Unfortunately I had to make a tough decision today and toss my vintage into the garbage. There's several reasons why I tossed it out today but the main was that it wouldn't hold an edge no matter who honed it. 3 people who have thousands of edges out there shaving have honed it several times and have honed the 2 Gold Dollar razors you see below. It all but butchered my face today and the ONLY reason it did not do that during today's shave was because I used an extremely good shaving soap today that has a lot of cushioning ability and more than enough slickness to help prevent this. But the crazy part is that I just got through performing a touch up on my honing stones 2 or 3 days ago and that razor shouldn't be trying to dig into your skin after that. Another thing is that I believe I know when that razor was made and I should have tossed it out sooner. It was made in between the late 1930's and early 1940's. During that time period, WW2 was going on and there was a shortage of certain metals because of it especially over in Sheffield, England. So in a pinch, they used other metals instead of what they would normally use and the end results are usually not good. That's the case here. Another reason was that unlike my Gold Dollars seen below, it chipped on me yet again during my usual stropping routine and I was ONLY using the weight of the blade as I do with ALL of my other razors. My Gold Dollars don't chip after I strop them and I do NOT have to pull out the stones after every use with them like I did with my vintage. I know it's NOT ME in terms of performing a touch up on the stones because I'm getting consistent results with my Gold Dollars. If it was me, I would NOT be getting good consistent results on any of my razors:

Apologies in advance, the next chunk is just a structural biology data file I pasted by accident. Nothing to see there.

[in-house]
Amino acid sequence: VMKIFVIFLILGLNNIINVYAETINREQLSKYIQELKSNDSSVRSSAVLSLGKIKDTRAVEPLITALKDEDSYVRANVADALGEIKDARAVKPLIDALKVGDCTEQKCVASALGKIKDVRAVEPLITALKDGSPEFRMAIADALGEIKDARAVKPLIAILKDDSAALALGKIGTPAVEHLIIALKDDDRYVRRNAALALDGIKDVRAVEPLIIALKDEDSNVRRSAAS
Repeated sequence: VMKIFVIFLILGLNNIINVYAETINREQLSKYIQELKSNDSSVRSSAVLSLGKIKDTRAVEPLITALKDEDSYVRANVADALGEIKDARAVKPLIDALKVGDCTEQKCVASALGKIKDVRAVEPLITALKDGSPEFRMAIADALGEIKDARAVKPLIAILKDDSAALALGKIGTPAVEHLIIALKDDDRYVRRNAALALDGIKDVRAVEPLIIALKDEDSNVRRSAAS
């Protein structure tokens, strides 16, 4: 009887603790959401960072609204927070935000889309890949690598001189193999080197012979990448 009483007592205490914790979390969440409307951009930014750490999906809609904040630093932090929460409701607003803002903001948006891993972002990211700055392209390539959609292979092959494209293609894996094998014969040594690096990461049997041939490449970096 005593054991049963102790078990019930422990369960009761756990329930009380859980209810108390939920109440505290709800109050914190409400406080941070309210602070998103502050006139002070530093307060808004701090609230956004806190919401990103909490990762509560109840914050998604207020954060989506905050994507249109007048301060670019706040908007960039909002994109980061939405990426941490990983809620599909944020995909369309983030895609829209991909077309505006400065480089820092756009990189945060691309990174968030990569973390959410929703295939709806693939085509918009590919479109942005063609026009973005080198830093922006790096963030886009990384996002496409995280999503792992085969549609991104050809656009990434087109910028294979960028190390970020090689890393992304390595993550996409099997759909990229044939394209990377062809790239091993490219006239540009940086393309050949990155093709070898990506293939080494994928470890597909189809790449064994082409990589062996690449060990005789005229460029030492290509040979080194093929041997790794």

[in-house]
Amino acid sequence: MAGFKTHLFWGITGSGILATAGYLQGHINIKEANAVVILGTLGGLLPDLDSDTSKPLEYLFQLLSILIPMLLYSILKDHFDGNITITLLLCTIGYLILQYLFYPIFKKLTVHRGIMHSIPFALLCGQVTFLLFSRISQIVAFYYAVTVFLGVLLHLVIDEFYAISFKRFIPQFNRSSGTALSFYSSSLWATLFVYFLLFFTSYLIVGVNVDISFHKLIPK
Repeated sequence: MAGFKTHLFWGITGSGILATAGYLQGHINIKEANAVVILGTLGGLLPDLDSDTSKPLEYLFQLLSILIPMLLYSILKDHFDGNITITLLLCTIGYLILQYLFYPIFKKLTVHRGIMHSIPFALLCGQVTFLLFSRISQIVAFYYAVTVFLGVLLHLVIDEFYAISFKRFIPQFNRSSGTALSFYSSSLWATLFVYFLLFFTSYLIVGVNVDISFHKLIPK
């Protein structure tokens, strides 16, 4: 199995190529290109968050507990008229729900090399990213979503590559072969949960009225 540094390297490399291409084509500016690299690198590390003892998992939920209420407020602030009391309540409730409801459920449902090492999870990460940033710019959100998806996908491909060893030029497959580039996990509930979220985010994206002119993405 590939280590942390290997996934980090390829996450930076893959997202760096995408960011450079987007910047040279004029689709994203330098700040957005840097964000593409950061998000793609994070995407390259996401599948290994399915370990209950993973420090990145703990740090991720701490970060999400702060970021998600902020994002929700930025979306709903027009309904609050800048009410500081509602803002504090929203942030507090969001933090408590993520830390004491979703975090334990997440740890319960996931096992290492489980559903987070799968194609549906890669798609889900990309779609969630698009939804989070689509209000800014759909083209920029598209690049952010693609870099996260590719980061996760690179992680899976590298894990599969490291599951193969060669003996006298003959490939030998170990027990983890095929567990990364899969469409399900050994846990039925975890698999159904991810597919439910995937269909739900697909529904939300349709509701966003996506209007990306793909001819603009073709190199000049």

Here's the vintage's replacement:
Once it's properly honed, it will be in my rotation on a regular basis. Right now it's got a factory edge on it that's duller than a spoon is, and I'm in the process of getting some more stones to take this beast all the way to past shave ready and if you read my previous post, you would know that I have a new strop on the way as we speak. My vintage was basically a "pot metal" razor plain and simple. When even the most experienced hone meister's mentor puts and edge on that razor and it still doesn't hold an edge and chips on the first stroke during a normal stropping routine that I've done over a thousand times easy and never has a problem with stropping on my other razors, then yeah something is definitely wrong and it could only be the razor. I can't even tell you how many straight razor shaves I've done at this point. So that alone rules out any form learning curves period.